Sensory Processing Disorder: What is it?

A mother talks about her 5-year-old daughter who suffers from “Sensory Processing Disorder”, a condition resulting when sensory signals are received but not interpreted normally by the nervous system, she says:

“My 5-year-old daughter’s problem focuses mainly with the touch… Her brain misinterprets certain feelings and temperature as pain or she just does not feel the pain. When she was two, her clothing hurt her; she could not be touched; even brushing up on her just walking by would frustrate her to the point of tears. She could not stand the feeling or temperature of the water at bath time.”

SPD can come in two types, either hypersensitive (over responsive to sensory stimulation) or hypersensitive (under-responsive to sensory experiences) and sometimes it can be both!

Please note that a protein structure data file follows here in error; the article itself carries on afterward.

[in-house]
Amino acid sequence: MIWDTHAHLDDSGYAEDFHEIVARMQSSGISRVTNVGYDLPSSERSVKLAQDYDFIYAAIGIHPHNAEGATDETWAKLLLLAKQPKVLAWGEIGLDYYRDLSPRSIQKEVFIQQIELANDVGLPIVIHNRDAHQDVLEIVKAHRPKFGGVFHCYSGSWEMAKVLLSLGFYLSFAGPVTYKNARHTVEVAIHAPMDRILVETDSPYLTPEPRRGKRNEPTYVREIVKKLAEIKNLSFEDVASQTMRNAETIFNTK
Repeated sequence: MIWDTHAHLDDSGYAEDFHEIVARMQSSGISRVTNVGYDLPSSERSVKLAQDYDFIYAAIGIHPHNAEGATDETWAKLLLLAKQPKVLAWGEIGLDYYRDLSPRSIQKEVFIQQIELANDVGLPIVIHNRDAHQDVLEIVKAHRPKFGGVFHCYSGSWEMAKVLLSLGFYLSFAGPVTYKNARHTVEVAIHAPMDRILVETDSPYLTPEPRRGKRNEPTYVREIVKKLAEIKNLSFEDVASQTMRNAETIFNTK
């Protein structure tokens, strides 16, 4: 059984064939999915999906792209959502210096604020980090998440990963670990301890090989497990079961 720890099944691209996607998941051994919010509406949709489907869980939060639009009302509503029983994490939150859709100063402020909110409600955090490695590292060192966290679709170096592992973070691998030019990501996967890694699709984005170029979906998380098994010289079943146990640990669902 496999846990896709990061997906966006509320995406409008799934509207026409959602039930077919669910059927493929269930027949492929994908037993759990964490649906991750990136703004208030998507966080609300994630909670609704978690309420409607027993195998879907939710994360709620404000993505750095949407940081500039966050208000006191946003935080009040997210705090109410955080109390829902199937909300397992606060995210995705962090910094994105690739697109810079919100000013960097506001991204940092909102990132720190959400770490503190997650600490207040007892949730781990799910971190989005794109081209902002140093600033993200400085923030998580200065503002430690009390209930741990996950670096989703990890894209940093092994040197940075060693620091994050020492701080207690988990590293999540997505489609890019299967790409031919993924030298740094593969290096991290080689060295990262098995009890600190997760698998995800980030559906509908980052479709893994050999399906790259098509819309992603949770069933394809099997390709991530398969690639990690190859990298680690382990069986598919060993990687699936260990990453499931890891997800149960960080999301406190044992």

For infants and toddlers, the symptoms can be as follows:

  • Problem eating.
  • Trouble falling asleep or staying asleep.
  • Seems uncomfortable in clothes.
  • Rarely plays with toys.
  • Doesn’t notice pain or is slow to respond when hurt.
  • Resists cuddling.
  • Poor balance.
  • Delayed in crawling, standing, walking or running.
  • Sometimes parents have to pay a little more attention to their child details, to be able to notice signs that are maybe hard to see!